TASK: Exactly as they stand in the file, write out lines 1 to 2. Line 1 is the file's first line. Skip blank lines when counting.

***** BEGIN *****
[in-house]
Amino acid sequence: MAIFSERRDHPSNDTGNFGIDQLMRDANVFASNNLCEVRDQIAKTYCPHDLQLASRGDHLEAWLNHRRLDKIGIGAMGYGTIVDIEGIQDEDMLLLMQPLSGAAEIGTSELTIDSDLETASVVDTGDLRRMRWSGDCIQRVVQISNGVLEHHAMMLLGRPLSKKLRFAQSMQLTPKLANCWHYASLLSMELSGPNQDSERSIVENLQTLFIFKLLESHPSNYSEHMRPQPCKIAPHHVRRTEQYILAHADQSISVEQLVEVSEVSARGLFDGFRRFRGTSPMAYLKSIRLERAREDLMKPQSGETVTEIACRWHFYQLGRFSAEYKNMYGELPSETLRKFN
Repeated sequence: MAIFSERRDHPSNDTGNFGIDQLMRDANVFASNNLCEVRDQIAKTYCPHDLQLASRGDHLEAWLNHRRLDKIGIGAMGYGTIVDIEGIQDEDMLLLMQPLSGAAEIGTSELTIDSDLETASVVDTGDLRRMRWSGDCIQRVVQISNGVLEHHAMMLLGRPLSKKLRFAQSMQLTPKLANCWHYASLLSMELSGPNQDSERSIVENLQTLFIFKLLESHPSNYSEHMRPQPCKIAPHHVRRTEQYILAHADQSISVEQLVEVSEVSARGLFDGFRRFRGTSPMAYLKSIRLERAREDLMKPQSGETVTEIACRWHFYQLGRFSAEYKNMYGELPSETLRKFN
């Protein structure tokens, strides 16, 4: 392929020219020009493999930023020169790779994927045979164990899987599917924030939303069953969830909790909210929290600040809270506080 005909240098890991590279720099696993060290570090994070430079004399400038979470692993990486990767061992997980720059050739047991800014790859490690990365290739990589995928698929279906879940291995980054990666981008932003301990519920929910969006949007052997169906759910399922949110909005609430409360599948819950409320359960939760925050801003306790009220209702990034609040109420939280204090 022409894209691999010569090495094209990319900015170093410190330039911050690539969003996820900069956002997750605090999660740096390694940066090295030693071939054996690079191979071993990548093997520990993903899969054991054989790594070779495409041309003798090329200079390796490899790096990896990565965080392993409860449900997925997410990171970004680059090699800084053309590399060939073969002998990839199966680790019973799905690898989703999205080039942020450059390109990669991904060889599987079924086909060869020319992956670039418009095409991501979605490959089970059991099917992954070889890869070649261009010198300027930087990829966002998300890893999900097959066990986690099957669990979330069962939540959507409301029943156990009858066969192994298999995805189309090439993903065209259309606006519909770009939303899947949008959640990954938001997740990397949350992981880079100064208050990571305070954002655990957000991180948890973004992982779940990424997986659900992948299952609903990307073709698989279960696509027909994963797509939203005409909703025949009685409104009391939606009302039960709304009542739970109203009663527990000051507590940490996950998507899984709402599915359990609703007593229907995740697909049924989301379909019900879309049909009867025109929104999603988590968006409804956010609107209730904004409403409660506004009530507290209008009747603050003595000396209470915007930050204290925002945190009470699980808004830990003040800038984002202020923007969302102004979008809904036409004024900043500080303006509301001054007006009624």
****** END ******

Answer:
[in-house]
Amino acid sequence: MAIFSERRDHPSNDTGNFGIDQLMRDANVFASNNLCEVRDQIAKTYCPHDLQLASRGDHLEAWLNHRRLDKIGIGAMGYGTIVDIEGIQDEDMLLLMQPLSGAAEIGTSELTIDSDLETASVVDTGDLRRMRWSGDCIQRVVQISNGVLEHHAMMLLGRPLSKKLRFAQSMQLTPKLANCWHYASLLSMELSGPNQDSERSIVENLQTLFIFKLLESHPSNYSEHMRPQPCKIAPHHVRRTEQYILAHADQSISVEQLVEVSEVSARGLFDGFRRFRGTSPMAYLKSIRLERAREDLMKPQSGETVTEIACRWHFYQLGRFSAEYKNMYGELPSETLRKFN